Paperback: 200 pages
Publisher: Lizzie Skurnick Books (July 15, 2014)
Product Dimensions: 0.5 x 5 x 7.8 inches
Shipping Weight: 8 ounces (View shipping rates and policies)
Average Customer Review: 4.8 out of 5 stars See all reviews (281 customer reviews)
Best Sellers Rank: #113,272 in Books (See Top 100 in Books) #16 in Books > Children's Books > Holidays & Celebrations > Jewish #49 in Books > Children's Books > Literature & Fiction > Religious Fiction > Jewish #173 in Books > Children's Books > Literature & Fiction > Historical Fiction > United States > 1900s
Age Range: 9 - 11 years
Grade Level: 3 and up
I first read this as a child, growing up in the south in a pentacostal holiness church. This book was my very first introduction to the Jewish Faith, what it means and how it impacted day-to-day life. I found that this family was a very loving family who encouraged their girls (then baby boy) to learn and to grow up strong. I remember wanting to be Jewish so that I could be a member of their family. There was so much fun and love. Well, I have since learned about the "Jewish" stereotype. However, I was not suckered in by the error because my first experience with Jews came about through the All of A Kind Family books. I am convinced that I knew the truth about the Jewish people because of these books. I strongly recommend that these books be added to all reading lists, as they help to teach kindness, love, and tolerance for all people, just like they helped to teach to me.
Sydney Taylor won the Follett Publishing Company book award - she didn't even know her husband, Ralph, had submitted her first novel to the publisher! - for this, her first children's book. Thus began a career that is most distinguished for the series detailing the adventures of five sisters early in this century. Most distinguishing about them is the fact that they are Jewish, not as a stereotyping characteristic but rather a means to explore landscape that hadn't yet been handled in children's literature. This first in the series is particularly insightful in its introduction of the Jewish high holy days - Sabbath days, Yom Kippur, Purim and Succos among them. (Plus, the author even throws in the Lower East Side's celebration of a purely American event - Fourth of July - to demonstrate that this bright-spirited family is tied not merely to its religious roots but is nationalistic as well!) While All-of-a-Kind Family is one of those falsely sunny books that came out of the 1940s and 1950s, it's nice to believe that this is the life that Taylor lived as a child. (Incidentally, Taylor's real name was Sarah, and the stories are based loosely on her own childhood. All of the sisters' names are real.) Sydney Taylor died in February 1978. This initial story was followed by four more books in the series: More All-of-a-Kind Family, All-of-a-Kind Family Uptown, All-of-a-Kind Family Downtown and, published posthumously, Ella of All-of-a-Kind Family.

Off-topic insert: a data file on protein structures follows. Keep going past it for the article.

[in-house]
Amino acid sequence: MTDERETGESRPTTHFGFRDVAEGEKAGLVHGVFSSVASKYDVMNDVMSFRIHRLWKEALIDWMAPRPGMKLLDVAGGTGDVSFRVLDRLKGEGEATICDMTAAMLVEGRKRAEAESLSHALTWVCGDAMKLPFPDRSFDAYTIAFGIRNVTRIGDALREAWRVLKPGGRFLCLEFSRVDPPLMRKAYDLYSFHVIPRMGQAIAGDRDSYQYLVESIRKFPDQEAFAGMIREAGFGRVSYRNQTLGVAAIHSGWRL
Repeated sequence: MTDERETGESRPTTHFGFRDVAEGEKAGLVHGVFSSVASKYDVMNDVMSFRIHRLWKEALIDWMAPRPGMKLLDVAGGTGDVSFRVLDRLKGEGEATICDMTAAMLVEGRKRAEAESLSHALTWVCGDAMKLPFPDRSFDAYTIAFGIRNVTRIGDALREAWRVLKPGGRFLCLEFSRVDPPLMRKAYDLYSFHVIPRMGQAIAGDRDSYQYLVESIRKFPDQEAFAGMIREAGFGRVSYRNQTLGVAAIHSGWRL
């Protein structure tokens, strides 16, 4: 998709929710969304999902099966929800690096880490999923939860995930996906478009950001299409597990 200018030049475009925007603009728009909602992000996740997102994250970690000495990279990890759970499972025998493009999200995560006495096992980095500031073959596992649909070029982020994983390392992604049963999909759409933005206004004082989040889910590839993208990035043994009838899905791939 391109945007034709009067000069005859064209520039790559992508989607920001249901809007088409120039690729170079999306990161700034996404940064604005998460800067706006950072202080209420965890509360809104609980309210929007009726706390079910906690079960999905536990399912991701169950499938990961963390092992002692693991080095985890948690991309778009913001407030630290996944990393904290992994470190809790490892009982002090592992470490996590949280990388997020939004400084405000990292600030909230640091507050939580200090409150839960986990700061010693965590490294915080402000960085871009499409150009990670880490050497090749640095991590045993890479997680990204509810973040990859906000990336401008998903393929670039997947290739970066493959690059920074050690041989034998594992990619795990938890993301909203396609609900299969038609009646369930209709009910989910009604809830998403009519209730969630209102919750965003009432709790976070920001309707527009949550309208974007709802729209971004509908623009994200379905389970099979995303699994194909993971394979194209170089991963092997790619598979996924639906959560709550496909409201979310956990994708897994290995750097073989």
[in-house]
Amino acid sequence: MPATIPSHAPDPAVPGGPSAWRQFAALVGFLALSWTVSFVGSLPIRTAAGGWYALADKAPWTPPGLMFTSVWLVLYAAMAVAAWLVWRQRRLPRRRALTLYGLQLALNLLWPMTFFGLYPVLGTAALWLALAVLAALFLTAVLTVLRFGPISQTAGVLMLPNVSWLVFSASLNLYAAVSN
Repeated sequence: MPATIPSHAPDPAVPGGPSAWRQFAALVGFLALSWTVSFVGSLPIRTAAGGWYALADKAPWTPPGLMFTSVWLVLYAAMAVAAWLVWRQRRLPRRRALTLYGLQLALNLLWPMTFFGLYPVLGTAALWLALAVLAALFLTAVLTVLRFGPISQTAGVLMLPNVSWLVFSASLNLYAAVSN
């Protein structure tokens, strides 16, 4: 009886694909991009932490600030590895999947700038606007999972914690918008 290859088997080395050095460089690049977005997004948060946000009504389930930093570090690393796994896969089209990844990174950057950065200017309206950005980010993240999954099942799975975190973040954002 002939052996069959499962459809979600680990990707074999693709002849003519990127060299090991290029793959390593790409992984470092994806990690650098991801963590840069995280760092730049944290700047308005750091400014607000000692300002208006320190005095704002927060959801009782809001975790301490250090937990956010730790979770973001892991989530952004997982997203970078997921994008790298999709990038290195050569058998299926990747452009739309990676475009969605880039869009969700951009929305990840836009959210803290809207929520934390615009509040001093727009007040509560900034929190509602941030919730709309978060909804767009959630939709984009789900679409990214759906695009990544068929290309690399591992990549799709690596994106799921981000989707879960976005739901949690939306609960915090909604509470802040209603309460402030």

Although this is the 4th book of the series, it actually takes place between All-of-a-Kind Family and More All-of-a-Kind Family. This story is part of the continuing tale of a Jewish family living in New York's lower East Side in the early 1900's. Although they are poor, they are rich in their love of each other and their friends. Now there is a new baby in the house and talented Ella, mischevious Henny, studious Sarah, dreamy Charlotte, and little Gertie help Mama with the baby and find friends along the way. In this book, we meet Guido, a poor Italian boy who is trying to care for his sick mother and Miss Carey, a nurse who works at the Settlement House. Through the eyes of these characters, we understand what it must have been like growing up in the lower East Side before World War I. We learn about their sorrows and their joy over the little things in life. A highly recommended book.
In this sequel, Ella finds a boyfriend and Henny disagrees with Papa over her curfew. This story continues the tale of a Jewish family who lived in the Lower East Side of New York in the early 1900's. Entertaining as well as educational, this book describes the joys and fears in that place and time. I also enjoyed learning about some of the Jewish traditions. A delightful classic that every little girl will enjoy.
I first read this book when I was eight years old, and I loved it so much I went to the library and checked out the sequels. As other readers mentioned, not only are these books interesting and fun to read (I still enjoy reading them at age 37) but Christians can get a glimpse of what the Jewish religion is really like on a day-by-day basis. Other than Hanukah and Passover, school kids aren't really taught much about the other Jewish holidays. I remember in fourth grade, a Jewish girl in my class brought in Hamentaschen pastries, and I normally wouldn't have tried something with prunes in it - but because I had read about Purim in "All of a Kind Family", I discovered a wonderful treat!I should also say that the illustrations in the books are terrific! Esp in the later books, little Charlie is so cute.Hopefully the publisher or whoever owns the copyright to Ms. Taylor's books will read the reviews here on and re-release the entire series, as it deserves to be done. (I seem to recall the paperbacks were available in a gift box in the 70's).
Ella, Henny, Sarah, Charlotte, Gertie, and baby Charlie move with their parents from New York's lower East Side to the Bronx in this wonderful sequel. In this story, Ella's beau joins the army to fight for the cause in WWI. You briefly learn about how the city was coping with the war over seas and about more Jewish traditions. This story is an educational delight for all ages and should be reprinted for the next generation of readers.
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